Smart meters: new data do not alter ANSES’s conclusions | Anses - Agence nationale de sécurité sanitaire de l’alimentation, de l’environnement et du travail

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French Agency for Food, Environmental and Occupational Health & Safety

Smart meters: new data do not alter ANSES’s conclusions

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News of 21/06/2017

Today, ANSES is publishing a new opinion in response to a formal request to assess population exposure to the electromagnetic fields emitted by smart meters, on the basis of new scientific data. In December 2016, in view of the available data, the Agency concluded that there was a low probability that exposure to electromagnetic fields emitted by smart meters, as they are currently deployed, generates health effects in either the short or the long term. It also requested that the French Scientific and Technical Centre for Building (CSTB) carry out a measurement campaign in order to better characterise the exposures in the home caused by the Linky electricity meter. The results of this measurement campaign are now available and they reveal that exposure durations are longer than initially expected, although the electromagnetic fields are no greater. These levels of exposure remain low, and below the regulatory limit values, and therefore do not alter ANSES's initial conclusions.

 

Act No. 2015-992 of 17 August 2015 on energy transition for green growth authorises the deployment of smart meters throughout France, enabling the day-to-day transmission of electricity and gas consumption data to energy suppliers. Concerns have been expressed about the installation of these meters, in particular about potential health risks related to exposure to the electromagnetic fields they emit.

In this context, the French Directorate General for Health (DGS) asked ANSES to carry out an expert appraisal to assess the exposure of the population to the electromagnetic fields emitted by smart meters and any possible associated health effects.

ANSES published its initial conclusions in December 2016, based on the available exposure data. In the case of the Linky electricity meter, the levels of exposure to the electromagnetic field produced by the meter itself, and also by the power-line communications that travel through electricity cables, seem comparable to those from other electrical equipment already used in homes, and are in any case far lower than the regulatory exposure limits.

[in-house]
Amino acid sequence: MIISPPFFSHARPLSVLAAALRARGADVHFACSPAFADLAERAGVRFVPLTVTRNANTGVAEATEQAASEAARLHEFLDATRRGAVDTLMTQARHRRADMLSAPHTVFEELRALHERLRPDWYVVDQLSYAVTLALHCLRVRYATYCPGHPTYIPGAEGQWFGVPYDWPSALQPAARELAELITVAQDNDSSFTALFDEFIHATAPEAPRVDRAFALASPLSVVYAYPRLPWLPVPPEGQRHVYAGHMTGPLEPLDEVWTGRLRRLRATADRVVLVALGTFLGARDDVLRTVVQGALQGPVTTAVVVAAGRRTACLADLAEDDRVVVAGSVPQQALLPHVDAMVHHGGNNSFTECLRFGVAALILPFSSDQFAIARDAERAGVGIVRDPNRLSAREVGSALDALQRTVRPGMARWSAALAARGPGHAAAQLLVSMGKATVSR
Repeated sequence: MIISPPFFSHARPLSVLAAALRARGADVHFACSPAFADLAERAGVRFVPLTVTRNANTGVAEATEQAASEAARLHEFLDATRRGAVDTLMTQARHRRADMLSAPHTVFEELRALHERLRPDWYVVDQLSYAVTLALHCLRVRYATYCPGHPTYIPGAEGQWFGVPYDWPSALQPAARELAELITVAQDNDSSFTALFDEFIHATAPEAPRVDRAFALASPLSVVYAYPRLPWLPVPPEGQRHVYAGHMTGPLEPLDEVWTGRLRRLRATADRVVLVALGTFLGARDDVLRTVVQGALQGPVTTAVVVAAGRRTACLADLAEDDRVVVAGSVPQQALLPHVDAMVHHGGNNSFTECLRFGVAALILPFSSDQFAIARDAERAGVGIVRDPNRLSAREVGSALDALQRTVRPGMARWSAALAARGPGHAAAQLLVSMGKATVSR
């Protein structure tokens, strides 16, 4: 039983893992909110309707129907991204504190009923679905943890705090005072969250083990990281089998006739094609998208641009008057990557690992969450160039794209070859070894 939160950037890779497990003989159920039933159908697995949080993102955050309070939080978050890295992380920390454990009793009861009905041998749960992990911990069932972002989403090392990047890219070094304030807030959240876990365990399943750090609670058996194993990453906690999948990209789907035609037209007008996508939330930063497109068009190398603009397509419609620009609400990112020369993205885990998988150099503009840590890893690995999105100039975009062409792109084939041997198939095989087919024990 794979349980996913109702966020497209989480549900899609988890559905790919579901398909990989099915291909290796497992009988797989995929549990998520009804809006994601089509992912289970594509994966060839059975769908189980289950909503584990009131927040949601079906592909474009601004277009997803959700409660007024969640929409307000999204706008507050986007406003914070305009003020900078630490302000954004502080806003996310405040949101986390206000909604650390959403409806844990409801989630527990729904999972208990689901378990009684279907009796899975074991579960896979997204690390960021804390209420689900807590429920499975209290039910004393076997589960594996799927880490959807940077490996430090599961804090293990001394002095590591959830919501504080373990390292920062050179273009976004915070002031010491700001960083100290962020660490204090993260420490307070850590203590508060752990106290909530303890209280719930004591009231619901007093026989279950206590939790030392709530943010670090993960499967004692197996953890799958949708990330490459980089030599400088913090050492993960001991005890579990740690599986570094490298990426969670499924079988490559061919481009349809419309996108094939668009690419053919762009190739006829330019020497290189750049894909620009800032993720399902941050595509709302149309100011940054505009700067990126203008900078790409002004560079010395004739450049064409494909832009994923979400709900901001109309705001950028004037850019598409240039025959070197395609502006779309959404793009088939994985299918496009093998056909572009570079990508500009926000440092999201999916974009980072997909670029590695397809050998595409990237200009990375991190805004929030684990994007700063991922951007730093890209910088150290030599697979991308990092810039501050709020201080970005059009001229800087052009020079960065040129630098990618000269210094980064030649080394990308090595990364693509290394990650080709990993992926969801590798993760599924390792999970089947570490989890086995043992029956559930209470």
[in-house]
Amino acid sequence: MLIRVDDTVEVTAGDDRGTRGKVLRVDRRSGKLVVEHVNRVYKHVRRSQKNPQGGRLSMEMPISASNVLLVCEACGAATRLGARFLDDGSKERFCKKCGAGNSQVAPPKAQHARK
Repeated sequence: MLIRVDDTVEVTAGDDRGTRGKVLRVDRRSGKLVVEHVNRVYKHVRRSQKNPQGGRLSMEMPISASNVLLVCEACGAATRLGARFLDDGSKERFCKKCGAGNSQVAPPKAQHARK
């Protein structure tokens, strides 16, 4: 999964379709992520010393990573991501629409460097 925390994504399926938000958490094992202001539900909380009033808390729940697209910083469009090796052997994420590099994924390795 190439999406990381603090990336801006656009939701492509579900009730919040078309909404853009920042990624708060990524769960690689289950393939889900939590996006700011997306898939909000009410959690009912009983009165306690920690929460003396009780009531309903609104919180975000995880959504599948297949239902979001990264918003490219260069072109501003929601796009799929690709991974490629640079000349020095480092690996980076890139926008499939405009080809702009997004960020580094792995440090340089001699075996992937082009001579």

In the light of these data, the Agency concluded that there was a low probability that exposure to electromagnetic fields emitted by either radio-electric smart meters (gas and water) or other meters (electricity), as they are currently deployed, generates health effects in either the short or the long term. Nevertheless, in view of the lack of available information concerning the modes of communication of Linky meters, the Agency requested that the Scientific and Technical Centre for Building (CSTB) carry out a measurement campaign to supplement the information on population exposure to the electromagnetic fields emitted by power-line communications from Linky meters.

 

New data that better characterise exposure in the home

The opinion that ANSES is publishing today takes into account the data obtained by the CSTB, which enable a precise characterisation of the exposures caused by the Linky meter under real operating conditions. The results make it possible to compare exposure in the home to older electromechanical meters with that due to the new Linky meters, in situations of maximum and realistic exposure. These results are presented in the report entitled Assessment of population exposure to the electromagnetic fields emitted by smart "Linky" electricity meters (in French).

The data obtained show a higher number of power-line communications in the home than previously anticipated on the basis of the information provided by the operator, causing longer exposure durations than expected, although the electromagnetic fields were no stronger.

The measurement campaigns revealed very low levels of exposure to electromagnetic fields, comparable to those issued by electrical or electronic domestic devices (compact fluorescent lamps, chargers for multimedia devices, screens, induction cooking hobs, etc.).  

These new data therefore do not alter ANSES's conclusions on the health effects of exposure to smart meters.